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Silicosis Clinical Presentation

  • Author: Basil Varkey, MD, FCCP; Chief Editor: Zab Mosenifar, MD, FACP, FCCP  more...
Updated: Dec 16, 2015


In obtaining a detailed occupational history, the physician should note chronologically the periods of exposure, the type of work exposure, any respiratory protective devices used, and whether other people working in the same environment have any similar symptoms or disease.

The clinical picture of silicosis is variable; acute and chronic forms have been recognized. Acute silicosis follows a relatively brief exposure to silica dust. The more common chronic forms manifest after several years of exposure and may be asymptomatic (recognized by chest radiographic findings) or symptomatic, with indolent symptoms or progressive symptoms.

Acute silicosis follows a large exposure to dust, often in unregulated environments. Symptoms of cough, shortness of breath, and pleuritic pain may develop in days to several weeks, followed by weight loss and fatigue in months to years.

Chronic silicosis can be either simple silicosis or complicated silicosis (also called progressive massive fibrosis), a distinction based on the chest radiographic appearance (see Imaging Studies). Symptoms often manifest only 1-3 decades after initial exposure. Those who develop symptoms within 10 years after initial exposure have an accelerated form of silicosis and are more likely to develop progressive massive fibrosis (PMF).

Patients with simple silicosis may be asymptomatic or may present with exertional dyspnea and cough with sputum production. Differentiating these symptoms from chronic bronchitis and emphysema in a smoker may be difficult. In PMF, dyspnea and productive cough often are accompanied by constitutional symptoms of malaise and weight loss.



Physical findings vary with the type and extent of the disease.

Physical findings are often unremarkable in simple silicosis. Rhonchi and or rales may be present in some patients. Tachypnea, expiratory prolongation, rhonchi, wheezing, and rales may be present in complicated silicosis. Digital clubbing is uncommon. Cyanosis may be noted in advanced cases of PMF.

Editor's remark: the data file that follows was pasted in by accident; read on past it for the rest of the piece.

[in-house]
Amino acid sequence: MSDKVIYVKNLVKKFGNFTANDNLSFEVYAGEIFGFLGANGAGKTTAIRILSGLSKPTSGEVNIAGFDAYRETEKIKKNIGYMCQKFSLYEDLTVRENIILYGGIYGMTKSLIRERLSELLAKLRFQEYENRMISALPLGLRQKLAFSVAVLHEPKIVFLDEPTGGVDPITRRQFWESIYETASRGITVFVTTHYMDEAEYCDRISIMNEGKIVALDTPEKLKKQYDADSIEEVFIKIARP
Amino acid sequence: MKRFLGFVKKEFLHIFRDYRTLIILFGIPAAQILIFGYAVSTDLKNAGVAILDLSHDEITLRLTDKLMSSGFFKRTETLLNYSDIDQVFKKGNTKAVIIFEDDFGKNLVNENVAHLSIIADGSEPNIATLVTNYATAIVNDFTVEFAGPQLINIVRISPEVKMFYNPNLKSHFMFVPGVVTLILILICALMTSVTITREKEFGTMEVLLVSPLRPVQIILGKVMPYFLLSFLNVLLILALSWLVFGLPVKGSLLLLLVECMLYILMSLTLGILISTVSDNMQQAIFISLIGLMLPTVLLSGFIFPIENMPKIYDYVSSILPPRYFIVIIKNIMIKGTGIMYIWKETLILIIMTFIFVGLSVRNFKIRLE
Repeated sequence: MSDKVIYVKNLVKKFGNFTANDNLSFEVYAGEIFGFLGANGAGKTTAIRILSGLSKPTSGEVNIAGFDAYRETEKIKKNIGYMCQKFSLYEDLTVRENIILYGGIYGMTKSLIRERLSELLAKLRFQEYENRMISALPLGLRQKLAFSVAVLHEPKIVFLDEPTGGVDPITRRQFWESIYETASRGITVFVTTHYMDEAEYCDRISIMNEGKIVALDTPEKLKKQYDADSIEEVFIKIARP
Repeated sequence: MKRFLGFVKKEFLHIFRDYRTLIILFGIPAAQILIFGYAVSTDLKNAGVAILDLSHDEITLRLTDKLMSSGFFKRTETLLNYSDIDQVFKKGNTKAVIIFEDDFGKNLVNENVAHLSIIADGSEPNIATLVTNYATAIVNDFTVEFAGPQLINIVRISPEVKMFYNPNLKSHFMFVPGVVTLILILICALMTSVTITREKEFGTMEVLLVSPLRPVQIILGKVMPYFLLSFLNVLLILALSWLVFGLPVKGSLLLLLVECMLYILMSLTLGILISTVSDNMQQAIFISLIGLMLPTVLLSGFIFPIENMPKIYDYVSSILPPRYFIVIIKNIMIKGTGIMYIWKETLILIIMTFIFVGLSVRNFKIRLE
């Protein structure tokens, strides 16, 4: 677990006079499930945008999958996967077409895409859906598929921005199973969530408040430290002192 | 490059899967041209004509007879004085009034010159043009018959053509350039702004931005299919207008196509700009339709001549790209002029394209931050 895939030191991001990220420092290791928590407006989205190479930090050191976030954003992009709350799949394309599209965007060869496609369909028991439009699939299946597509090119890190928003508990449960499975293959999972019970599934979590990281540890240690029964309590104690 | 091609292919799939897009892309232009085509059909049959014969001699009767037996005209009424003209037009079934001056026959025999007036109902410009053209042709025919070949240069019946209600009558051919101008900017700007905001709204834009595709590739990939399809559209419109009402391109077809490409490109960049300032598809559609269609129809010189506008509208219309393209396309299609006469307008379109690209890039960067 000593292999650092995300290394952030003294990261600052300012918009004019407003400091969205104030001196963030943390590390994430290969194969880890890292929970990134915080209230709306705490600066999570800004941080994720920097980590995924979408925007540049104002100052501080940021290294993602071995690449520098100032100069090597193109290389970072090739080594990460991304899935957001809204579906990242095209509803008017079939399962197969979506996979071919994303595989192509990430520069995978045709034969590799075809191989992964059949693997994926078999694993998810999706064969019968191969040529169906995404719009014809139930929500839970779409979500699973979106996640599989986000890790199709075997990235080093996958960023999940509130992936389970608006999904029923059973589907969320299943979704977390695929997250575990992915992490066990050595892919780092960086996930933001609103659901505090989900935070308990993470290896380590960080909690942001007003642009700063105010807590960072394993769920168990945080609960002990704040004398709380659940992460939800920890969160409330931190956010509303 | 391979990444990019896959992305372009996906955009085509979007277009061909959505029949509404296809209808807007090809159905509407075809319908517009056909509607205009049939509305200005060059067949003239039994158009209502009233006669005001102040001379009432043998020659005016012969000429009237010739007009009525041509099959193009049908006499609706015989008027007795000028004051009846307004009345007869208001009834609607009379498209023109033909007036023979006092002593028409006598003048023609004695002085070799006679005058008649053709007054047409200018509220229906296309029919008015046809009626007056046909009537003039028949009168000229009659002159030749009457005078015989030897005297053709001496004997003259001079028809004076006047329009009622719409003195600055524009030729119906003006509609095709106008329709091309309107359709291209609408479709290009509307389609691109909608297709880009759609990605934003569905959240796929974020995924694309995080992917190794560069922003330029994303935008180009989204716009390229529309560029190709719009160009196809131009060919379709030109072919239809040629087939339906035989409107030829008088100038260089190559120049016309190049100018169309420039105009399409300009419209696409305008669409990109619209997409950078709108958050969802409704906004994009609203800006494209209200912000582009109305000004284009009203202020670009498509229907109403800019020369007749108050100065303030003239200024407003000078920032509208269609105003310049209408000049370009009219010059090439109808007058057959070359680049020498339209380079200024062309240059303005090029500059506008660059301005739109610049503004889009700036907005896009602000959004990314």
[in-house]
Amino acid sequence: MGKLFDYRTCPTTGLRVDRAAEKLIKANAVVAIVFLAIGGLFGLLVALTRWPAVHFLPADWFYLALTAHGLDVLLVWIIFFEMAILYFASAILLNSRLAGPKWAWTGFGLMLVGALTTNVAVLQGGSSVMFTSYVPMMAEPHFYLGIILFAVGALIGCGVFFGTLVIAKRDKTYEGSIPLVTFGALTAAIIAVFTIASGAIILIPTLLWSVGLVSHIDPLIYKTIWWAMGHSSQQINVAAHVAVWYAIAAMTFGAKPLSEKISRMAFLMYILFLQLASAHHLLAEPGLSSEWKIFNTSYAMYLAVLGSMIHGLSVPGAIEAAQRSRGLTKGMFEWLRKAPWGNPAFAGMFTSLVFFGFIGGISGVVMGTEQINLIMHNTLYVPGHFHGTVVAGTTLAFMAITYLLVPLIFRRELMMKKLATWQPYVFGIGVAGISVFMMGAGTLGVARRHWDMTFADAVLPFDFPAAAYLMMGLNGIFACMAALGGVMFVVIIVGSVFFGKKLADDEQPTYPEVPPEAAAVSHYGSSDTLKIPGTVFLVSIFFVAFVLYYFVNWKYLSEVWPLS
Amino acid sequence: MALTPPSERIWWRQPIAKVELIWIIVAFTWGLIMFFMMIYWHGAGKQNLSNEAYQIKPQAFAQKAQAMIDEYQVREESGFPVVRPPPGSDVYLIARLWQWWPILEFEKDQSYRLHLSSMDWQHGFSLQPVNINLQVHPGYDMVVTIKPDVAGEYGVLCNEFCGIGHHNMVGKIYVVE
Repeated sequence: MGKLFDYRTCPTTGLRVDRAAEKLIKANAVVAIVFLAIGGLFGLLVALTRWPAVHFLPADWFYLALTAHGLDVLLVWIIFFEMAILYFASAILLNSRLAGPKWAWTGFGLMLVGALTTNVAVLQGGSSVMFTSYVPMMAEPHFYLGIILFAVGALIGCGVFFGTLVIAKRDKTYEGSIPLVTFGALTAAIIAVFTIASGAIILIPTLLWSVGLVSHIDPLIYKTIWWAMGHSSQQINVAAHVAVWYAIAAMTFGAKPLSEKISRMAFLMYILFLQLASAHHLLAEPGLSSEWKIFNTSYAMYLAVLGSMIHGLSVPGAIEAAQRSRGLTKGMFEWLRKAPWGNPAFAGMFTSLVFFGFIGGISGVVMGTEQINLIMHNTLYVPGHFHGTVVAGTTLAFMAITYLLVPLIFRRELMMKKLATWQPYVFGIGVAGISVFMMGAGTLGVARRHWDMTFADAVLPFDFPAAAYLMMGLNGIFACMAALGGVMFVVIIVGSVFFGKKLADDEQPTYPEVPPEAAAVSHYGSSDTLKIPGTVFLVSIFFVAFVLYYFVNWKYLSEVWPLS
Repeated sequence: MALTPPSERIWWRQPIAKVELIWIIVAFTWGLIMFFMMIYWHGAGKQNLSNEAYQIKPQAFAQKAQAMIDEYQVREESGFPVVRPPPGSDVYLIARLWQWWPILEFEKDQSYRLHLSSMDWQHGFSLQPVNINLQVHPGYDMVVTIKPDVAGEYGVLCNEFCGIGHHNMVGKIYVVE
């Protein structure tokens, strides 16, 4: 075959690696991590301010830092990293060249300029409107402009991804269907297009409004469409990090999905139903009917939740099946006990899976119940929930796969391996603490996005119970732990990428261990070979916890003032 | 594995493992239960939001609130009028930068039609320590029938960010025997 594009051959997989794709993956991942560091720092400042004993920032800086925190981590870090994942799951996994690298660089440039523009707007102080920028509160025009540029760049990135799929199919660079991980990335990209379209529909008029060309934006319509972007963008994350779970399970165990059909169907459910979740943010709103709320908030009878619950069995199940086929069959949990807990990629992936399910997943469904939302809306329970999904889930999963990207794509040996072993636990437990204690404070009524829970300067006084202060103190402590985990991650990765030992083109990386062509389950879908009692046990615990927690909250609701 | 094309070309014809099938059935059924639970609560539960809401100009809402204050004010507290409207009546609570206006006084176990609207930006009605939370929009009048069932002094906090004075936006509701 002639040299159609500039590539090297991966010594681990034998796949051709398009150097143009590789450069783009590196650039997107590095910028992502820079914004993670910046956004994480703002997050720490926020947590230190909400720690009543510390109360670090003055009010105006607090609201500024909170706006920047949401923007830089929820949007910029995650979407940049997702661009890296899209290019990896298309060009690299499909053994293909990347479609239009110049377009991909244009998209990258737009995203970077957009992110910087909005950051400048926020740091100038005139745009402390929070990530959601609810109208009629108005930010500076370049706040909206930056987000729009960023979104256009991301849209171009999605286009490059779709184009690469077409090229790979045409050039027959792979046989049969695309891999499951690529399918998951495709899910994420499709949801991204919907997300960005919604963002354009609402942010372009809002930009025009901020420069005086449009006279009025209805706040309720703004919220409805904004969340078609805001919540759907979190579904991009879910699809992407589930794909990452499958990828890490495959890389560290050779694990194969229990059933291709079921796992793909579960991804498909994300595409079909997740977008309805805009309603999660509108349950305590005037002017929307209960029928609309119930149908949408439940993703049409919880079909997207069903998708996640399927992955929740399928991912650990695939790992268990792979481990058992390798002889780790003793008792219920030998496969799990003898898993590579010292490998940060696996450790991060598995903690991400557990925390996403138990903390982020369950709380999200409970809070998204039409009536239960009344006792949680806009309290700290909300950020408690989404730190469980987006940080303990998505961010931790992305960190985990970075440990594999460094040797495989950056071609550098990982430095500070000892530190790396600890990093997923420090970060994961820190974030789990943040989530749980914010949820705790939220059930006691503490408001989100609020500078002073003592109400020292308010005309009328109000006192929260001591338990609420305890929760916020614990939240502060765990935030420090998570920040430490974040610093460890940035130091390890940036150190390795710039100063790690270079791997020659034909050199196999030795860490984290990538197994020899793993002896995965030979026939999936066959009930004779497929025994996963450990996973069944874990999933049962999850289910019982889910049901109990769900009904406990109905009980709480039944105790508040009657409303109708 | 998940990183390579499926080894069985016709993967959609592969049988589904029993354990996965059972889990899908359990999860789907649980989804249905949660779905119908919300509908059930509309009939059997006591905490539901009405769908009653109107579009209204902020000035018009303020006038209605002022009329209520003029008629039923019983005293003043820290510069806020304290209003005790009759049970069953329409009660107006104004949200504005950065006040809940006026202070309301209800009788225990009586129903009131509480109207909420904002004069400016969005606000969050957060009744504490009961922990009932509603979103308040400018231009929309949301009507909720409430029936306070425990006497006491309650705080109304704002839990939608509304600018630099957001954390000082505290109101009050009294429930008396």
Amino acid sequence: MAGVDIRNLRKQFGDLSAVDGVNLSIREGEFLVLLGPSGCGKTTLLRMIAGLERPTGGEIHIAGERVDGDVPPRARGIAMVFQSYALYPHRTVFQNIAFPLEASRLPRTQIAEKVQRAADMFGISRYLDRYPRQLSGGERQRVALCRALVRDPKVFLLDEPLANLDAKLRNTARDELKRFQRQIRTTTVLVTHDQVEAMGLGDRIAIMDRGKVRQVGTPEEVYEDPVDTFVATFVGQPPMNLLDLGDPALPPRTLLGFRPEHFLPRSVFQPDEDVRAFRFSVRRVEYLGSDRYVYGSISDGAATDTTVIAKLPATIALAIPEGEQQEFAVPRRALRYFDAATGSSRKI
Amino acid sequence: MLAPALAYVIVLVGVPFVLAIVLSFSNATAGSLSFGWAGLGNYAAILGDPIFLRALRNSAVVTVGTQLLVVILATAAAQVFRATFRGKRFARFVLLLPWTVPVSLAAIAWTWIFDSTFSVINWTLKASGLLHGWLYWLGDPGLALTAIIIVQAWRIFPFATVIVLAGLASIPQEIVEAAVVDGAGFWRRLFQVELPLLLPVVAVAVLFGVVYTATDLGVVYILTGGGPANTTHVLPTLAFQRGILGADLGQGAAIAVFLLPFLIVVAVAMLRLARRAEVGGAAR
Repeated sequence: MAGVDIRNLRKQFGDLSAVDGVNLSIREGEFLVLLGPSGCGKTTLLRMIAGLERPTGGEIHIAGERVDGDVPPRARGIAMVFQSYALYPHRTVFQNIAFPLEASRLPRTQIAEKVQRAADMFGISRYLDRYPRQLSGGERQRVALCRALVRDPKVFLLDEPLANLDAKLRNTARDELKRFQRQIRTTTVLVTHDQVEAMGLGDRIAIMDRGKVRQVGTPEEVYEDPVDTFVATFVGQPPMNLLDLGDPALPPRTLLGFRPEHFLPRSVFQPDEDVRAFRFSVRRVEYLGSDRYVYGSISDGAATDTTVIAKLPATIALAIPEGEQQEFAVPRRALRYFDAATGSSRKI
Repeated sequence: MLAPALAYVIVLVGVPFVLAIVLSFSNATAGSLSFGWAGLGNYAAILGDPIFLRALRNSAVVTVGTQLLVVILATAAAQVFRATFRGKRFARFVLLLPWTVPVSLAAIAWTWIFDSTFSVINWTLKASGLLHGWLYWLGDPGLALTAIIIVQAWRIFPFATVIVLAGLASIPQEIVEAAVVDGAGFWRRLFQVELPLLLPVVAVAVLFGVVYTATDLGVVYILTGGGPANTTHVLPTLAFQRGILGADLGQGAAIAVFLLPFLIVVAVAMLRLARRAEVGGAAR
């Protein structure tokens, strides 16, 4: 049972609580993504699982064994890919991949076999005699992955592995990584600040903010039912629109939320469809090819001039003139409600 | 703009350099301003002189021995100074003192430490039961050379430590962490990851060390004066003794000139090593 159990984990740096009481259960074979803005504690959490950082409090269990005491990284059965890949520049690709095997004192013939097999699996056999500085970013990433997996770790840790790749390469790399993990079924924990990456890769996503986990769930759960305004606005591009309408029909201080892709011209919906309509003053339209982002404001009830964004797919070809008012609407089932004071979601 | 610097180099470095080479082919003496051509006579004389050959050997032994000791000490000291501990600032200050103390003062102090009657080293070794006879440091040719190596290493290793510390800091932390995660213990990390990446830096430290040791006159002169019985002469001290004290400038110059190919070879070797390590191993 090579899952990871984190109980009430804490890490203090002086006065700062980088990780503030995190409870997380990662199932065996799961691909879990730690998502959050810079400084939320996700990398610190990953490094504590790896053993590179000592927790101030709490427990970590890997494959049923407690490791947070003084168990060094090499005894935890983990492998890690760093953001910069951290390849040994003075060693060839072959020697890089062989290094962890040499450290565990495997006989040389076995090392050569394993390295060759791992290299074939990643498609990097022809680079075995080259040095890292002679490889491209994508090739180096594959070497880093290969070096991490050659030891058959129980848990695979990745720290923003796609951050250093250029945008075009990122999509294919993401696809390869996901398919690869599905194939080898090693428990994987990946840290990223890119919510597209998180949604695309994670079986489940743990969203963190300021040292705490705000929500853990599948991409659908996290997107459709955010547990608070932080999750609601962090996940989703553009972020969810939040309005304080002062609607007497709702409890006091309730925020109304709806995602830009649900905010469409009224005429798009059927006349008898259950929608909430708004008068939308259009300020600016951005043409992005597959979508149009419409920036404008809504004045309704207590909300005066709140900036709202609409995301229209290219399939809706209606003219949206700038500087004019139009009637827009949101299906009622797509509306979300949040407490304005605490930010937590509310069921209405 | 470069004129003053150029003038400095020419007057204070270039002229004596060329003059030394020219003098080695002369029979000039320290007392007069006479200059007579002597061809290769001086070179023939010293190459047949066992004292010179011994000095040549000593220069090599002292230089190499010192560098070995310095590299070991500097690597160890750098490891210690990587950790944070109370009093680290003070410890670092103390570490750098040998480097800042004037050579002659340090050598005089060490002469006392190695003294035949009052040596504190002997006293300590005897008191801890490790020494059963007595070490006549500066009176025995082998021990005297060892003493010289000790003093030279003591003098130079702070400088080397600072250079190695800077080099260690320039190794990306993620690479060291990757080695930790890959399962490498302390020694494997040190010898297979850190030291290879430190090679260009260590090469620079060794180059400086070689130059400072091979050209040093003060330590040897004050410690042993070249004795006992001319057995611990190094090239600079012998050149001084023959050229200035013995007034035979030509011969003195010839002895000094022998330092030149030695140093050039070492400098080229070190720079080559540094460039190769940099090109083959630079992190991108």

In advanced cases with cor pulmonale, characteristic signs may be present, including prominent jugular pulse, a left parasternal heave, loud pulmonary valve closure sound (P2), tender hepatomegaly, and pedal edema.



Silicosis is a fibronodular lung disease caused by inhalation of dust containing crystalline silica (alpha-quartz or silicon dioxide), which is distributed widely, or its polymorphs (tridymite or cristobalite), which are distributed less widely. The polymorphs of silica naturally present in lava can also be produced if amorphous silica is subjected to very high temperatures, and this has high toxicity to the lungs.

Because of the wide presence of crystalline silica in nature in an undisturbed form, as in rocks and the earth's crust, people in occupations that disturb the natural state or those involved in collecting, refining, or working with the material are at risk of developing silicosis. These occupations include the following:

  • Mining or tunneling
  • Quarrying [9]
  • Drilling
  • Crushing stone
  • Chipping
  • Grinding
  • Sandblasting [10]
  • Grinding or polishing in pottery or stone work [11]
  • Foundry work
  • Cement manufacturing
  • Glass manufacturing
  • Masonry
  • Blast furnaces
  • Coal mining
  • Construction [12]
  • Cutting or manufacturing heat-resistant bricks
  • Dental laboratory technicians (a few cases have been reported) [13]
Contributor Information and Disclosures

Basil Varkey, MD, FCCP Professor Emeritus, Department of Internal Medicine, Division of Pulmonary and Critical Care, Medical College of Wisconsin; Consulting Pulmonologist, Froedtert Memorial Lutheran Hospital

Basil Varkey, MD, FCCP is a member of the following medical societies: American College of Chest Physicians, American Association of Physicians of Indian Origin

Disclosure: Nothing to disclose.


Anita B Varkey, MD Assistant Professor, Department of Medicine, Loyola University Medical Center; Associate Program Director, Internal Medicine Residency; Medical Director, General Internal Medicine Clinic, Loyola Outpatient Center

Anita B Varkey, MD is a member of the following medical societies: American College of Physicians, Society of General Internal Medicine

Disclosure: Nothing to disclose.

Specialty Editor Board

Francisco Talavera, PharmD, PhD Adjunct Assistant Professor, University of Nebraska Medical Center College of Pharmacy; Editor-in-Chief, Medscape Drug Reference

Disclosure: Received salary from Medscape for employment. for: Medscape.

Chief Editor

Zab Mosenifar, MD, FACP, FCCP Geri and Richard Brawerman Chair in Pulmonary and Critical Care Medicine, Professor and Executive Vice Chairman, Department of Medicine, Medical Director, Women's Guild Lung Institute, Cedars Sinai Medical Center, University of California, Los Angeles, David Geffen School of Medicine

Zab Mosenifar, MD, FACP, FCCP is a member of the following medical societies: American College of Chest Physicians, American College of Physicians, American Federation for Medical Research, American Thoracic Society

Disclosure: Nothing to disclose.

Additional Contributors

Gregory Tino, MD Director of Pulmonary Outpatient Practices, Associate Professor, Department of Medicine, Division of Pulmonary, Allergy, and Critical Care, University of Pennsylvania Medical Center and Hospital

Gregory Tino, MD is a member of the following medical societies: American College of Chest Physicians, American College of Physicians, American Thoracic Society

Disclosure: Nothing to disclose.

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